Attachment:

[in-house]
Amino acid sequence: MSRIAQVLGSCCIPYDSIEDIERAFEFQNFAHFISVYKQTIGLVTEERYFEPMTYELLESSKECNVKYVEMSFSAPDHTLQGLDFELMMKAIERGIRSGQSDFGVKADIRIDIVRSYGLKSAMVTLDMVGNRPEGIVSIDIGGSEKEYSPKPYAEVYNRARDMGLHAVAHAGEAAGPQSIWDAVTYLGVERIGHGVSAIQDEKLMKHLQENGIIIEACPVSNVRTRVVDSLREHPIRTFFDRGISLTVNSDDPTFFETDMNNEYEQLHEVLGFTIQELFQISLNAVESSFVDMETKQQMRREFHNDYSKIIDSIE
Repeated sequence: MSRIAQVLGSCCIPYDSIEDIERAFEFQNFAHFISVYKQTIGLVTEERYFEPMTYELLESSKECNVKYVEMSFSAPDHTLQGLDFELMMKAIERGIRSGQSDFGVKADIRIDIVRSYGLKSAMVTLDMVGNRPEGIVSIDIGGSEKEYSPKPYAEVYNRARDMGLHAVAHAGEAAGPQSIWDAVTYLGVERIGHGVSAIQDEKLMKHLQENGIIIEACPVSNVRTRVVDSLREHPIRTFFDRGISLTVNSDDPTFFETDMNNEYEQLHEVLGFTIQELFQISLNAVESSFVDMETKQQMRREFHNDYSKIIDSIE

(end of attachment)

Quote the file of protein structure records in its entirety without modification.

[in-house]
Amino acid sequence: MSRIAQVLGSCCIPYDSIEDIERAFEFQNFAHFISVYKQTIGLVTEERYFEPMTYELLESSKECNVKYVEMSFSAPDHTLQGLDFELMMKAIERGIRSGQSDFGVKADIRIDIVRSYGLKSAMVTLDMVGNRPEGIVSIDIGGSEKEYSPKPYAEVYNRARDMGLHAVAHAGEAAGPQSIWDAVTYLGVERIGHGVSAIQDEKLMKHLQENGIIIEACPVSNVRTRVVDSLREHPIRTFFDRGISLTVNSDDPTFFETDMNNEYEQLHEVLGFTIQELFQISLNAVESSFVDMETKQQMRREFHNDYSKIIDSIE
Repeated sequence: MSRIAQVLGSCCIPYDSIEDIERAFEFQNFAHFISVYKQTIGLVTEERYFEPMTYELLESSKECNVKYVEMSFSAPDHTLQGLDFELMMKAIERGIRSGQSDFGVKADIRIDIVRSYGLKSAMVTLDMVGNRPEGIVSIDIGGSEKEYSPKPYAEVYNRARDMGLHAVAHAGEAAGPQSIWDAVTYLGVERIGHGVSAIQDEKLMKHLQENGIIIEACPVSNVRTRVVDSLREHPIRTFFDRGISLTVNSDDPTFFETDMNNEYEQLHEVLGFTIQELFQISLNAVESSFVDMETKQQMRREFHNDYSKIIDSIE